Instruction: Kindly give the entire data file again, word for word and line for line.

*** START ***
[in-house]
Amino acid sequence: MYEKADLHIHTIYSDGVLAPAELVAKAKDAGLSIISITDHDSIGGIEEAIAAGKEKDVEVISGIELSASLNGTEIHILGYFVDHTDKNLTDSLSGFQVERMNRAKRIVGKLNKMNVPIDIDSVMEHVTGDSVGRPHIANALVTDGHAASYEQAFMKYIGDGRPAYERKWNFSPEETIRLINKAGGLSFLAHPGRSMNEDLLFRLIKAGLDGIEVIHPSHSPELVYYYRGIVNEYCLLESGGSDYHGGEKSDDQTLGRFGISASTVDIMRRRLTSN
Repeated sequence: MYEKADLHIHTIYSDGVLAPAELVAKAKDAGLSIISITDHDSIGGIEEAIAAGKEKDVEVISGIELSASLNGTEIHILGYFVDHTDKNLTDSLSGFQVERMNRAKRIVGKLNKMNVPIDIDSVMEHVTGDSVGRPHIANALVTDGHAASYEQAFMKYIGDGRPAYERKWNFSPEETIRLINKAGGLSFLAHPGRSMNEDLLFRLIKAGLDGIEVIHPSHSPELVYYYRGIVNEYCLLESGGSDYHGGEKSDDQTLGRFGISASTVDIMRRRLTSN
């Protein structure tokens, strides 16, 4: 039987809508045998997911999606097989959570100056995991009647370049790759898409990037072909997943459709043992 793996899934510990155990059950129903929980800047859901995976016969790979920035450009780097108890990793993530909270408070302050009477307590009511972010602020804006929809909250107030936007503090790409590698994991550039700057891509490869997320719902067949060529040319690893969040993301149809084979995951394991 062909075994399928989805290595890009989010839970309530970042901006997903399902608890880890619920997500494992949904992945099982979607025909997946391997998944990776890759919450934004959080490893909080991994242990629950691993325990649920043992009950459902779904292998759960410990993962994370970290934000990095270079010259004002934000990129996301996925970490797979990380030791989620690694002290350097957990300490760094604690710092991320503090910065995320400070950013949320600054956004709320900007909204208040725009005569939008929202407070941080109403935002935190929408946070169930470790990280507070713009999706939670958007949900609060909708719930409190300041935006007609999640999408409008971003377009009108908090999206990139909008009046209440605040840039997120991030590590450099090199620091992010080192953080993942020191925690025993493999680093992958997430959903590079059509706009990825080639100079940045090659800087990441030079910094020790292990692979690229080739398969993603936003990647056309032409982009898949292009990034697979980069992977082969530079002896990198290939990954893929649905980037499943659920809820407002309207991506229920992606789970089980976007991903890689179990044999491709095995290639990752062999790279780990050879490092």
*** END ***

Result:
[in-house]
Amino acid sequence: MYEKADLHIHTIYSDGVLAPAELVAKAKDAGLSIISITDHDSIGGIEEAIAAGKEKDVEVISGIELSASLNGTEIHILGYFVDHTDKNLTDSLSGFQVERMNRAKRIVGKLNKMNVPIDIDSVMEHVTGDSVGRPHIANALVTDGHAASYEQAFMKYIGDGRPAYERKWNFSPEETIRLINKAGGLSFLAHPGRSMNEDLLFRLIKAGLDGIEVIHPSHSPELVYYYRGIVNEYCLLESGGSDYHGGEKSDDQTLGRFGISASTVDIMRRRLTSN
Repeated sequence: MYEKADLHIHTIYSDGVLAPAELVAKAKDAGLSIISITDHDSIGGIEEAIAAGKEKDVEVISGIELSASLNGTEIHILGYFVDHTDKNLTDSLSGFQVERMNRAKRIVGKLNKMNVPIDIDSVMEHVTGDSVGRPHIANALVTDGHAASYEQAFMKYIGDGRPAYERKWNFSPEETIRLINKAGGLSFLAHPGRSMNEDLLFRLIKAGLDGIEVIHPSHSPELVYYYRGIVNEYCLLESGGSDYHGGEKSDDQTLGRFGISASTVDIMRRRLTSN
């Protein structure tokens, strides 16, 4: 039987809508045998997911999606097989959570100056995991009647370049790759898409990037072909997943459709043992 793996899934510990155990059950129903929980800047859901995976016969790979920035450009780097108890990793993530909270408070302050009477307590009511972010602020804006929809909250107030936007503090790409590698994991550039700057891509490869997320719902067949060529040319690893969040993301149809084979995951394991 062909075994399928989805290595890009989010839970309530970042901006997903399902608890880890619920997500494992949904992945099982979607025909997946391997998944990776890759919450934004959080490893909080991994242990629950691993325990649920043992009950459902779904292998759960410990993962994370970290934000990095270079010259004002934000990129996301996925970490797979990380030791989620690694002290350097957990300490760094604690710092991320503090910065995320400070950013949320600054956004709320900007909204208040725009005569939008929202407070941080109403935002935190929408946070169930470790990280507070713009999706939670958007949900609060909708719930409190300041935006007609999640999408409008971003377009009108908090999206990139909008009046209440605040840039997120991030590590450099090199620091992010080192953080993942020191925690025993493999680093992958997430959903590079059509706009990825080639100079940045090659800087990441030079910094020790292990692979690229080739398969993603936003990647056309032409982009898949292009990034697979980069992977082969530079002896990198290939990954893929649905980037499943659920809820407002309207991506229920992606789970089980976007991903890689179990044999491709095995290639990752062999790279780990050879490092």